See This Austin Art: A 'Happy Family' of quirky birds at Flatbed Press
Up close, what you notice first are the smudged charcoal strokes that approximate the appearance of feathers, greenery or movement. You also spy the blank spots between the charcoal remnants that suggest not only the natural color patterns of the 21 birds, but also the contours of the wings, shoulders, cheeks, eyes and beaks.
John Alexander’s print, “Happy Family,” taken from a charcoal drawing, ushers in a wintry feeling. His gathered birds perch on bare, thorny twigs. They don’t interact. Most are seen in profile. Despite being posed in an odd caucus, the birds are alert and their individual temperaments help make this a fascinating work of art.
We’ll come back to that.
You’ll find “Happy Family” at Flatbed Press as part of a print show, “2020 Hindsight: New Publications from Flatbed Press,” all made on the premises, and almost all made during the pandemic.
I could find no common visual thread among them, but there are inescapable affinities. Melissa Miller offers a thin, horizontal view of a beachfront with shorebirds, livestock and dogs cavorting around apocalyptic heaps of debris. That relates well to another Alexander print, “Ship of Fools.” Here, ludicrous characters in carnival masks crowd into a sinking vessel that echoes the allegory from Plato’s “Republic.”
Both fit easily into a plague sensibility.
Other highlights of the show include a series from Michael Ray Charles of bunched roses arranged with the busts of Black children. Previously seen at the Umlauf Sculpture Garden and Museum in 2019, the prints extend his decades-long project that explores racial stereotypes and concepts of beauty.
Flatbed Press is among Austin’s premier arts treasures, but perhaps because it is organized as a for-profit company, unlike the vast majority of arts groups, it has sometimes felt like an outlier. Katherine Brimberry, along with former business partner Mark L. Smith — both Austin Arts Hall of Fame inductees — started the enterprise in 1989 in a former industrial zone across the railroad tracks from the Seaholm Power Plant in southwestern downtown.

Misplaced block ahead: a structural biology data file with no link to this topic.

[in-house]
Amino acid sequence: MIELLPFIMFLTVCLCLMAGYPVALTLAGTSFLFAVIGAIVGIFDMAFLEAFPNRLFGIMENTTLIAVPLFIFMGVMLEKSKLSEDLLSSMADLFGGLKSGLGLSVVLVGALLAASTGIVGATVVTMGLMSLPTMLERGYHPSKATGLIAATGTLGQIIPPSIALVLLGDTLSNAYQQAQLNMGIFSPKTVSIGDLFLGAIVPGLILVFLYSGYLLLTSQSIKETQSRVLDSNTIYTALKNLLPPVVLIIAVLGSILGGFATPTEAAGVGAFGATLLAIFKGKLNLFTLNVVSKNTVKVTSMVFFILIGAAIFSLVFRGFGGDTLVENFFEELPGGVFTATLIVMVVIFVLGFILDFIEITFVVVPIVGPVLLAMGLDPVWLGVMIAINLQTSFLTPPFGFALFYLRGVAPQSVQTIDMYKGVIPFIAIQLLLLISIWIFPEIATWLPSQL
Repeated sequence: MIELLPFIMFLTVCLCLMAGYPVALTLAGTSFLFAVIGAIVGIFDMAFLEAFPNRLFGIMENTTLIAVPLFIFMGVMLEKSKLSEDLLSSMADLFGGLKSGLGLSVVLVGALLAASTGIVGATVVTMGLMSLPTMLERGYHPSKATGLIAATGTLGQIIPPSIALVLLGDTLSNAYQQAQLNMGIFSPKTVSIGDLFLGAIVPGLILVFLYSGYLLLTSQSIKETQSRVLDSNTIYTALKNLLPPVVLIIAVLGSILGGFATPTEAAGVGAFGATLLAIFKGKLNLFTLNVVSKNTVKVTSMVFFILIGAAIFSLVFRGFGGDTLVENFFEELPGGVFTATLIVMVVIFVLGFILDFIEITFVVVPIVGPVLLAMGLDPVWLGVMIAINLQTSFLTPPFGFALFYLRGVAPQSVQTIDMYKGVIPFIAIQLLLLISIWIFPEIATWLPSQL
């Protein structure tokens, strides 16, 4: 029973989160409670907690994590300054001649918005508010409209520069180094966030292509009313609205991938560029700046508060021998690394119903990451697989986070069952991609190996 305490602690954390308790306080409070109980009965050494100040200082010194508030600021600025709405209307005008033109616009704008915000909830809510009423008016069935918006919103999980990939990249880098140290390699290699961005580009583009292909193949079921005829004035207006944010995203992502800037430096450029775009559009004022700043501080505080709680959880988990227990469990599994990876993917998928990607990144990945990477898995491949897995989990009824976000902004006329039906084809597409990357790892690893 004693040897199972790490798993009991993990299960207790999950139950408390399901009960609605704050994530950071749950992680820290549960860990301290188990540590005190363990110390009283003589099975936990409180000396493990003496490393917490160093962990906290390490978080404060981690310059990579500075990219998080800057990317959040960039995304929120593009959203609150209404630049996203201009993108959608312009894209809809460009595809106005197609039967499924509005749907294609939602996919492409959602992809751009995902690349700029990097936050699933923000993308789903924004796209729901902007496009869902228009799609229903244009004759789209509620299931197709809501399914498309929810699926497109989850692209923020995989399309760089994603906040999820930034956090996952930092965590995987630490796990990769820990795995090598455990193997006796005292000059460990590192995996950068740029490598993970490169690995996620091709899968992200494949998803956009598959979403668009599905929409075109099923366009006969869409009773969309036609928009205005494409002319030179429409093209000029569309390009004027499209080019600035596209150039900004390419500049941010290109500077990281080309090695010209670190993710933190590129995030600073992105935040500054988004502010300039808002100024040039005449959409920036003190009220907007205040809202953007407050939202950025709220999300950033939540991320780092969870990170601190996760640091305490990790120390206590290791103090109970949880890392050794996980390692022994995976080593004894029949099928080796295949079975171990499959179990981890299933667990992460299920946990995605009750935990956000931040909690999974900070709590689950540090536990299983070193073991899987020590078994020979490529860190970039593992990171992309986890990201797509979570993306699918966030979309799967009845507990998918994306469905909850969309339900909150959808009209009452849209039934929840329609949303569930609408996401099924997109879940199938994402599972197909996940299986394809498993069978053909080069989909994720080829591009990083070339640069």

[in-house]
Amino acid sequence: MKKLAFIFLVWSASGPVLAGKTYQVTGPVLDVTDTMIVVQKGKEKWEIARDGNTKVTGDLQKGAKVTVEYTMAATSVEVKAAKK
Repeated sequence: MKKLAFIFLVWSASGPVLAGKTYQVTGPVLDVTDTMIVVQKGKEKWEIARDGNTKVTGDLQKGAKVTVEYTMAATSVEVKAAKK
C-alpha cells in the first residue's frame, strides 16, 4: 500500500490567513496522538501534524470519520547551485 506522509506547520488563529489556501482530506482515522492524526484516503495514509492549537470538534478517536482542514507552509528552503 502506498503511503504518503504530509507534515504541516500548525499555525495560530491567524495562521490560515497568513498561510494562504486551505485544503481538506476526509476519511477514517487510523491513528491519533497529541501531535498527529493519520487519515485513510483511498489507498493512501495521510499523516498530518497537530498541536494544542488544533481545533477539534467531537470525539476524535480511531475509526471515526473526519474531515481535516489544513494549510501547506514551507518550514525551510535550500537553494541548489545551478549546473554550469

When that neighborhood began to change, they moved to another former industrial zone in East Austin. From 1999 to 2019, their expansive former warehouse became a gathering place for the arts community, with a gallery, shop, offices and multiple studio spaces rented out to artists and groups.
You can guess the end of that chapter, if you don’t already know it, as gentrification forced Brimberry to a still-active industrial zone off Burleson Road. The current segmented space is a tidy zoo of printmaking tools and machines that allow the visitor see exactly how the prints that hang in the gallery and shop, along with others in their back catalogue, are made.
Brimberry is extraordinarily generous with her time and skills, so the best artists and makers, not only from Texas, but from around the country, flock to Flatbed.
Alexander, for instance, is a New York-based painter who grew up in Beaumont and maintains ties with the land, plants and animals of Southeast Texas. Brimberry, who has worked with Alexander on the printmaking end of his art since 2001, likes to point out his subjects’ quirky human characteristics.
Alexander began “Happy Family” by drawing with charcoal on white paper. He and Brimberry chose a specialty paper for the print run of 40, then employed a light-sensitive, photo-polymer plate to make what are essentially etchings. Beforehand, they agreed to hand-dye the paper with tea, a method often used to give materials the look of age and depth.
She showed me the process in action, which includes a boxy machine like an X-ray station that emits ultraviolet light; an Epson printer the size and shape of a small musical organ; a Macbook Air laptop; and a well-worn notebook. I don’t pretend to understand it all, yet another light bulb went off when Brimberry answered a question about the texture of the white paper that Alexander originally used: It had to be absolutely smooth or else the background textures would show up in the prints.
I spent more alone time with “Happy Family.” When I had first glanced at the image online, I noted right away that they these were not “birds of a feather.” Crows, ravens, jays and magpies — each represented here, if I’m not mistaken — are part of the corvidae family of birds, but not kingfishers, cardinals or what look like to me an oriole, sparrow and titmouse. Also, the birds are not drawn to scale: A real raven or even a crow is much larger than a real cardinal, for instance.
Additionally, in nature, these species would not flock together. So Alexander is up to something other than naturalism or mere guidebook accuracy.
On one level, one can enjoy the rhythmically spaced shapes, the incredible skill of the charcoal strokes, the vivacity of the individual birds. Yet those elements alone don’t explain my ardent response to this grouping. Could it be because a lot of us have spent big parts of the pandemic safely birding? Or perhaps this gathering reminds me of those informal families collected together at safe distances in the time of COVID — as well as social and economic severance — separate, yes, but somehow still together.
Flatbed Press is open to a limited number of customers at a time at 3701 Drossett Drive. flatbed-press.com, 512-477-9328. Call to make an appointment.